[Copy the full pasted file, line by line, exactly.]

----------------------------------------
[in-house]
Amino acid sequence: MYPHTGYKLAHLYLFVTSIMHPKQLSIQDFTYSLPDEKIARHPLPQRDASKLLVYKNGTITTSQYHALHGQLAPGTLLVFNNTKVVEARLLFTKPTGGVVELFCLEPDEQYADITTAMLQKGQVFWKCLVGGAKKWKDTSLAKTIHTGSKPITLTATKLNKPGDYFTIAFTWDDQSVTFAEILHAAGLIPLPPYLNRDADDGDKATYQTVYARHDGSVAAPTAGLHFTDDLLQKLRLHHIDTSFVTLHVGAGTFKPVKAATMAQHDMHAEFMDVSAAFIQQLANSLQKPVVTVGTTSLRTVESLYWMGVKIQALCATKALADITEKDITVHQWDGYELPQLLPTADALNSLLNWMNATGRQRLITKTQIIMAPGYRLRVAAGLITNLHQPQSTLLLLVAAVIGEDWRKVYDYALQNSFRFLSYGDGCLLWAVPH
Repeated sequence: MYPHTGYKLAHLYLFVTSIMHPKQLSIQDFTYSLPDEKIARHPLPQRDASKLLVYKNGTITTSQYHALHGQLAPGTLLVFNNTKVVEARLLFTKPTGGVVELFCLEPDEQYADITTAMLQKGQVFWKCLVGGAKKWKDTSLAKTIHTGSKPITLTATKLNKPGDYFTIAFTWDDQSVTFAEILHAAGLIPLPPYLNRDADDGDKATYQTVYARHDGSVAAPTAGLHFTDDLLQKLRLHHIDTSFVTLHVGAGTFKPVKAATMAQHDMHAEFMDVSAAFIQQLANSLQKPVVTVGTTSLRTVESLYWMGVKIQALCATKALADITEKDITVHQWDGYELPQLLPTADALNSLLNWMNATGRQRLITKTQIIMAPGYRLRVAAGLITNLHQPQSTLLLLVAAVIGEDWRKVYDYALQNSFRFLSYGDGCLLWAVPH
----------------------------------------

[in-house]
Amino acid sequence: MYPHTGYKLAHLYLFVTSIMHPKQLSIQDFTYSLPDEKIARHPLPQRDASKLLVYKNGTITTSQYHALHGQLAPGTLLVFNNTKVVEARLLFTKPTGGVVELFCLEPDEQYADITTAMLQKGQVFWKCLVGGAKKWKDTSLAKTIHTGSKPITLTATKLNKPGDYFTIAFTWDDQSVTFAEILHAAGLIPLPPYLNRDADDGDKATYQTVYARHDGSVAAPTAGLHFTDDLLQKLRLHHIDTSFVTLHVGAGTFKPVKAATMAQHDMHAEFMDVSAAFIQQLANSLQKPVVTVGTTSLRTVESLYWMGVKIQALCATKALADITEKDITVHQWDGYELPQLLPTADALNSLLNWMNATGRQRLITKTQIIMAPGYRLRVAAGLITNLHQPQSTLLLLVAAVIGEDWRKVYDYALQNSFRFLSYGDGCLLWAVPH
Repeated sequence: MYPHTGYKLAHLYLFVTSIMHPKQLSIQDFTYSLPDEKIARHPLPQRDASKLLVYKNGTITTSQYHALHGQLAPGTLLVFNNTKVVEARLLFTKPTGGVVELFCLEPDEQYADITTAMLQKGQVFWKCLVGGAKKWKDTSLAKTIHTGSKPITLTATKLNKPGDYFTIAFTWDDQSVTFAEILHAAGLIPLPPYLNRDADDGDKATYQTVYARHDGSVAAPTAGLHFTDDLLQKLRLHHIDTSFVTLHVGAGTFKPVKAATMAQHDMHAEFMDVSAAFIQQLANSLQKPVVTVGTTSLRTVESLYWMGVKIQALCATKALADITEKDITVHQWDGYELPQLLPTADALNSLLNWMNATGRQRLITKTQIIMAPGYRLRVAAGLITNLHQPQSTLLLLVAAVIGEDWRKVYDYALQNSFRFLSYGDGCLLWAVPH